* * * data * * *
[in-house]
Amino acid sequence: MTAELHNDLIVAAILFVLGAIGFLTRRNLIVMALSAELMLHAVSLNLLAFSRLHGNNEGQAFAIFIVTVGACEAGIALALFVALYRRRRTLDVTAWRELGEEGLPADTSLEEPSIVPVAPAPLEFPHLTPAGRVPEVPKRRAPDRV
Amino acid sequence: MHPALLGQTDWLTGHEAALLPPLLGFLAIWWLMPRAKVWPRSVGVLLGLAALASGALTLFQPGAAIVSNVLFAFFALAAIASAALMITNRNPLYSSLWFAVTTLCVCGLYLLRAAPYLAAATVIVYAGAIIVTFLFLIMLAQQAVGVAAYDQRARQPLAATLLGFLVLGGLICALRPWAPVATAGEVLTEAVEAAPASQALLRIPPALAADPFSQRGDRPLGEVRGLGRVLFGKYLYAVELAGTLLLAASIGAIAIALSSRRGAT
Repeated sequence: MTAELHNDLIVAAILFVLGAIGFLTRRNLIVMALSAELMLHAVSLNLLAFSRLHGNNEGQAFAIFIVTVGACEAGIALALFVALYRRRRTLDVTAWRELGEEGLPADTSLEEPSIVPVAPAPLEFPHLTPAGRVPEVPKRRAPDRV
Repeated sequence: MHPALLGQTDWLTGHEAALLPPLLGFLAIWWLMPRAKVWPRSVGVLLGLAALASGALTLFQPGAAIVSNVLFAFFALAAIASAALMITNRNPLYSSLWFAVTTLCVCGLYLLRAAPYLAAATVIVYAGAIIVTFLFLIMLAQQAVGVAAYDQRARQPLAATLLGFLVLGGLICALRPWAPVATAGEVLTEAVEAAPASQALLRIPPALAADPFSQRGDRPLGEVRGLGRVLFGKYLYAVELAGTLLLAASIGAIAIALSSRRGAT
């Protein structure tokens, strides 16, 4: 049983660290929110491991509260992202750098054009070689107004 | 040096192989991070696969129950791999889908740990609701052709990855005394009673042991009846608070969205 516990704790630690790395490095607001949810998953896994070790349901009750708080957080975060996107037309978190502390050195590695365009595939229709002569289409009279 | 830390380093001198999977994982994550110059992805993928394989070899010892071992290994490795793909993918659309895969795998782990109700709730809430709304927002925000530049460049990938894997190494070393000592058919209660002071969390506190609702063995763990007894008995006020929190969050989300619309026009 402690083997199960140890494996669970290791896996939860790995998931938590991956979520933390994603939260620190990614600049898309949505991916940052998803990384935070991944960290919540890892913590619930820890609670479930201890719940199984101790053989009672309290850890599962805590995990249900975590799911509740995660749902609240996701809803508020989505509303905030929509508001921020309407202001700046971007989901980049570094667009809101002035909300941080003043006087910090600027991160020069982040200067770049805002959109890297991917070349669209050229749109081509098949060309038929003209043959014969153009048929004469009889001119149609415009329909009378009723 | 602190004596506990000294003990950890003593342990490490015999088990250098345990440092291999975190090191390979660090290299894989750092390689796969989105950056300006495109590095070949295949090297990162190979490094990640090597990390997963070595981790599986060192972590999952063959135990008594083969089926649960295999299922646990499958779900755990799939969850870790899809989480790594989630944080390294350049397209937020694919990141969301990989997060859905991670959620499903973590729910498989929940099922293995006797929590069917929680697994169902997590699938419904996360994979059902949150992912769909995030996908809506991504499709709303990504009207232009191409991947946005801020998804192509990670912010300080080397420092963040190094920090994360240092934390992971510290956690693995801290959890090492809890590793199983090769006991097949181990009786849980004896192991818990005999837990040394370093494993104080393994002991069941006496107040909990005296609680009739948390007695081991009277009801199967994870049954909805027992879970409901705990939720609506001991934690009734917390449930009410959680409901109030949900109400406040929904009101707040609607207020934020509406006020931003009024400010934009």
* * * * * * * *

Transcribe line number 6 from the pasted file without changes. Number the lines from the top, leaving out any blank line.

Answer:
């Protein structure tokens, strides 16, 4: 049983660290929110491991509260992202750098054009070689107004 | 040096192989991070696969129950791999889908740990609701052709990855005394009673042991009846608070969205 516990704790630690790395490095607001949810998953896994070790349901009750708080957080975060996107037309978190502390050195590695365009595939229709002569289409009279 | 830390380093001198999977994982994550110059992805993928394989070899010892071992290994490795793909993918659309895969795998782990109700709730809430709304927002925000530049460049990938894997190494070393000592058919209660002071969390506190609702063995763990007894008995006020929190969050989300619309026009 402690083997199960140890494996669970290791896996939860790995998931938590991956979520933390994603939260620190990614600049898309949505991916940052998803990384935070991944960290919540890892913590619930820890609670479930201890719940199984101790053989009672309290850890599962805590995990249900975590799911509740995660749902609240996701809803508020989505509303905030929509508001921020309407202001700046971007989901980049570094667009809101002035909300941080003043006087910090600027991160020069982040200067770049805002959109890297991917070349669209050229749109081509098949060309038929003209043959014969153009048929004469009889001119149609415009329909009378009723 | 602190004596506990000294003990950890003593342990490490015999088990250098345990440092291999975190090191390979660090290299894989750092390689796969989105950056300006495109590095070949295949090297990162190979490094990640090597990390997963070595981790599986060192972590999952063959135990008594083969089926649960295999299922646990499958779900755990799939969850870790899809989480790594989630944080390294350049397209937020694919990141969301990989997060859905991670959620499903973590729910498989929940099922293995006797929590069917929680697994169902997590699938419904996360994979059902949150992912769909995030996908809506991504499709709303990504009207232009191409991947946005801020998804192509990670912010300080080397420092963040190094920090994360240092934390992971510290956690693995801290959890090492809890590793199983090769006991097949181990009786849980004896192991818990005999837990040394370093494993104080393994002991069941006496107040909990005296609680009739948390007695081991009277009801199967994870049954909805027992879970409901705990939720609506001991934690009734917390449930009410959680409901109030949900109400406040929904009101707040609607207020934020509406006020931003009024400010934009």